Author: Cyberwolf PM
[challengefic] Sometimes, Tenten remembers the festivals.Rated: Fiction K+ - English - Drama - Tenten - Words: 580 - Reviews: 22 - Favs: 24 - Follows: 2 - Published: 02-26-06 - Status: Complete - id: 2820829
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Written for the February theme, "Chinese Customs", at the tensquared LJ community.
The festive, cheerful nature of the feasts, days more special than any other in the year so that it seemed that every day that was not a festival was just time to prepare for them: Lunar New Year - Lantern Festival - the Festival of Pure Brightness – the Double Seventh Festival and the Double Ninth Festival – the Dragon Boat Festival - the Winter Solstice – she could rattle off the dates for each year as fast as she could throw a brace of shuriken, mouthing the old names of the old calendar.
She remembered red lanterns, with fanciful dragons in gold ink climbing up the paper sides. When she was very young she had wanted to play with the bright lanterns, and cried when her mother would not let her, for fear of burning her pudgy little fingers. Great-Uncle Ling would distract her with sesame-seed dumplings, bouncing her on his lap while herolder cousins sat round,and telling stories of real dragons, of Emperors and Empresses who were the Sons and Daughters of Heaven, of great armies hidden in stone and of rivers that carved the world.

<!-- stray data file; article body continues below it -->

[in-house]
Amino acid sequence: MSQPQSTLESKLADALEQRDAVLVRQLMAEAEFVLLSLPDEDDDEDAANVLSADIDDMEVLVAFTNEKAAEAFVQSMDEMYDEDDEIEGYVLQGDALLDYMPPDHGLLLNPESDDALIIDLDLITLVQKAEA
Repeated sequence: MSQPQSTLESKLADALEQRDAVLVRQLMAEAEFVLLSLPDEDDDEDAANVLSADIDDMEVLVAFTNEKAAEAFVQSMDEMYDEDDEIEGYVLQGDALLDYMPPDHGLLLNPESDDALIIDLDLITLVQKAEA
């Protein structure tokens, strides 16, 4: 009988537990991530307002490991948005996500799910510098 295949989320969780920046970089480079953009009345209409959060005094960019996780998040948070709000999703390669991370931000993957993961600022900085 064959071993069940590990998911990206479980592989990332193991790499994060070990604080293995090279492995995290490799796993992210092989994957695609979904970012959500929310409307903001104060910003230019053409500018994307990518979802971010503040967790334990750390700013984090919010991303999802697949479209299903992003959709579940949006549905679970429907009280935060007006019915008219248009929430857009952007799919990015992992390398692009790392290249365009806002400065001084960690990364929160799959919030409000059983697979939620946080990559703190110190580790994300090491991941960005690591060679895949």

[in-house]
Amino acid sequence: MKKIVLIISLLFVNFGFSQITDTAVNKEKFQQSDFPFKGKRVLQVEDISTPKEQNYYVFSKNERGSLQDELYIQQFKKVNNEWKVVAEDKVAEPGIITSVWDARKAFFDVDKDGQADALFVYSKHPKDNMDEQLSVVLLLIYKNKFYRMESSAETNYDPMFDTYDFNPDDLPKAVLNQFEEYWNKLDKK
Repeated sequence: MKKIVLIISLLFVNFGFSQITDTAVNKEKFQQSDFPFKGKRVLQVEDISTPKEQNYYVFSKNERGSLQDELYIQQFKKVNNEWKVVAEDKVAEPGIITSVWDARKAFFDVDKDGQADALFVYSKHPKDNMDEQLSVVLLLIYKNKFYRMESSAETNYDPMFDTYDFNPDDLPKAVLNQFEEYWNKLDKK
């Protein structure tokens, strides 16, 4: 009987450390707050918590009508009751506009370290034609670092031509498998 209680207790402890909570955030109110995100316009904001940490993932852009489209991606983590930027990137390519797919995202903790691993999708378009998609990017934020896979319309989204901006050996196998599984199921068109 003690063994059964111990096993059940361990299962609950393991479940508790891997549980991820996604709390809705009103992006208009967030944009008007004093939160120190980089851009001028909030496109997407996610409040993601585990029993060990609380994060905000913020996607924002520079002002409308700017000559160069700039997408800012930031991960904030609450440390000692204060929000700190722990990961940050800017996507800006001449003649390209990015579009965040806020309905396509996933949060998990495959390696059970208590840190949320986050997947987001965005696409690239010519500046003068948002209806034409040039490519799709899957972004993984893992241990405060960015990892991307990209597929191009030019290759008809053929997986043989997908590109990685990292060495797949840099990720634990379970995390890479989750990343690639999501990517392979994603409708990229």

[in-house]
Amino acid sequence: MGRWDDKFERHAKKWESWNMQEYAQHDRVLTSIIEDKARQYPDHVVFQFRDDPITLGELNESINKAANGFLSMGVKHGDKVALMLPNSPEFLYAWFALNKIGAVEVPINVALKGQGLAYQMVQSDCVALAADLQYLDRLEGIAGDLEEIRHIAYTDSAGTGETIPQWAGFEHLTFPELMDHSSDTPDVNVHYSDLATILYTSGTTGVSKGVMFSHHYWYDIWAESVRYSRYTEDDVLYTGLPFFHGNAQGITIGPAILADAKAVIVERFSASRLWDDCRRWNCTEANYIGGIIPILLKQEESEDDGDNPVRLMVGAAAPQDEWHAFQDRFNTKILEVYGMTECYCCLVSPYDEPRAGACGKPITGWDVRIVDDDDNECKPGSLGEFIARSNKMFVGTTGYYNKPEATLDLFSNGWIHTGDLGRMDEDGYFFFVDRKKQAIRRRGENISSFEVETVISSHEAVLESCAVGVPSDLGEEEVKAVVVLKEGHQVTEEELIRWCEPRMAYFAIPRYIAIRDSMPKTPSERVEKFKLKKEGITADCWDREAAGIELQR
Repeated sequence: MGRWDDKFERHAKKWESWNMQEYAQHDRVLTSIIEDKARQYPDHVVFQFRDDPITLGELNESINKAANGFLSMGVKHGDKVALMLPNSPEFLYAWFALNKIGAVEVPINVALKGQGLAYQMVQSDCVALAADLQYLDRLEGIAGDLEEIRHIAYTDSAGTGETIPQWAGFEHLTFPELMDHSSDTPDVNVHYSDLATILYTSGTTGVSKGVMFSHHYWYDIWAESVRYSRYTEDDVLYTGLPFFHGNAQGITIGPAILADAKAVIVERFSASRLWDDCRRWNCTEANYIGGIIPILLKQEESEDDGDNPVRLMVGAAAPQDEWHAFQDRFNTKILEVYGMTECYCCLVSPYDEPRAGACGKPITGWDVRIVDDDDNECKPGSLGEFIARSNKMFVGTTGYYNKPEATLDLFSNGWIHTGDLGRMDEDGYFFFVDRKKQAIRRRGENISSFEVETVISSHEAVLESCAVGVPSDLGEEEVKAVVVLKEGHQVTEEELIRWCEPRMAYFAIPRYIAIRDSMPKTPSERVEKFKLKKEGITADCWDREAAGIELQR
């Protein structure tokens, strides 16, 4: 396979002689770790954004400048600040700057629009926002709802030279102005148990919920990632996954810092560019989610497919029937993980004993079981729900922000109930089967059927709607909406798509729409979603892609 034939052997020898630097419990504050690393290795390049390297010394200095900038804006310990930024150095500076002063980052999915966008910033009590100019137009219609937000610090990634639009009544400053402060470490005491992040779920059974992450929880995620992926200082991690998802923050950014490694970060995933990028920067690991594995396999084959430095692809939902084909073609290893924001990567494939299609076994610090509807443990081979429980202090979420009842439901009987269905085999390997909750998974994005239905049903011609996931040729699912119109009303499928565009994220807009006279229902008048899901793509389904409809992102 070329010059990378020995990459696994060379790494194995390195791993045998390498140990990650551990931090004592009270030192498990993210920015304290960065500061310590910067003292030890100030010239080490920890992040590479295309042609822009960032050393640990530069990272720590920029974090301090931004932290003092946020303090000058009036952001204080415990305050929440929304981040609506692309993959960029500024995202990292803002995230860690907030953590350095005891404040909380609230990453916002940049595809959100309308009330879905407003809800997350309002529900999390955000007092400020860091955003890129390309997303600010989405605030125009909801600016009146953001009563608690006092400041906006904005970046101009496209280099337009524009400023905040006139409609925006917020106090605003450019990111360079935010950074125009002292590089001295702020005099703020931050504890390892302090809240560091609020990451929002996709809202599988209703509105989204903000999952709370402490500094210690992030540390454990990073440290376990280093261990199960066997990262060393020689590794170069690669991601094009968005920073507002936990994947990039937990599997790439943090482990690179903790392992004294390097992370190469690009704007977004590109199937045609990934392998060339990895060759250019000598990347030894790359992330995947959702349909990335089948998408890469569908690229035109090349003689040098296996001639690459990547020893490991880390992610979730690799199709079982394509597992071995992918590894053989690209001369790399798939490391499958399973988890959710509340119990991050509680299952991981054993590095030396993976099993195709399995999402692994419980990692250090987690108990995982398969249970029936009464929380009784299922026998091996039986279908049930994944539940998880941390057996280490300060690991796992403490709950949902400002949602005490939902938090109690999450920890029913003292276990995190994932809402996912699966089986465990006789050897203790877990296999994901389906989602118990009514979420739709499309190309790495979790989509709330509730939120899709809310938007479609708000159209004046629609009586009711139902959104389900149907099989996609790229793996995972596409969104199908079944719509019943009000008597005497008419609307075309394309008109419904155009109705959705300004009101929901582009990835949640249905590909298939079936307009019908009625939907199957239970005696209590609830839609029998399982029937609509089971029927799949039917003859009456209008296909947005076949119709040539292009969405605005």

Each feast was held in a different house, but the whole clan would show up to each so it seemed very similar after all – what matter did the shape and color of the walls make? The hosts, Uncle Syaoran or Uncle Xin or Uncle Yun or her own father, would show the guests into the banqueting hall, the clan entering two by two, each pair arguing that the other was more worthy to enter first. Sometimes the whole line would be held up as the argument descended into playful shoving, laughter and encouraging shouts ringing in her ears. Then when everyone was inside the feast would begin, the host first prefacing it by an elaborate and humble apology for the scarcity and plainness of the food.
Then the food would be served, in successive courses rather than all at once as was usual, and prove the host's apology unnecessary in spectacular fashion. Tenten could remember sticky rice dumplings in bamboo leaves – chicken and duck gleaming shiny brown, cooked so tender the skin was almost falling off – snow-white crab crackers that crackled in her mouth - steamed vegetables in spicy red sauce – golden corn-and-crab soup with the white egg streamers she liked so much – fish carefully served whole with its head towards the guest of honor – egg rolls and bean curd and lobster and crab and shark's fin.
She would stuff herself until her mother scolded, and then be rescued by some indulgent elder who would place some further treat on her plate. Sticky-mouthed, she would beam up at her adoring relatives while her mother huffed fondly and gently wiped her daughter's face with the hot towels provided at the start of the meal.
She remembered it all so well.
She remembered it too well.
Tenten stared at the rice-bowl in front of her, her dinner in her dim-lit, lonely little apartment, and tried not to cry.
They are purged of pride because they died, they know the worth of their bays,
They sit at wine with the Maidens Nine and the Gods of the Elder Days